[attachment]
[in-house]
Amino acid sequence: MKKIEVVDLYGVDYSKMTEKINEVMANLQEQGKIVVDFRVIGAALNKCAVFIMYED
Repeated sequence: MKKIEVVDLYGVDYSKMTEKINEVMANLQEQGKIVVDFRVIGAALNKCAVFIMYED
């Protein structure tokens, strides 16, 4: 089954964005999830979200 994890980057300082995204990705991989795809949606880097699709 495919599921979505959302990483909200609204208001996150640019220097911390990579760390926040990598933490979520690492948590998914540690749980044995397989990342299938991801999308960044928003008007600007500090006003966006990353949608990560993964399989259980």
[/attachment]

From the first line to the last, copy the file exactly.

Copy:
[in-house]
Amino acid sequence: MKKIEVVDLYGVDYSKMTEKINEVMANLQEQGKIVVDFRVIGAALNKCAVFIMYED
Repeated sequence: MKKIEVVDLYGVDYSKMTEKINEVMANLQEQGKIVVDFRVIGAALNKCAVFIMYED
């Protein structure tokens, strides 16, 4: 089954964005999830979200 994890980057300082995204990705991989795809949606880097699709 495919599921979505959302990483909200609204208001996150640019220097911390990579760390926040990598933490979520690492948590998914540690749980044995397989990342299938991801999308960044928003008007600007500090006003966006990353949608990560993964399989259980």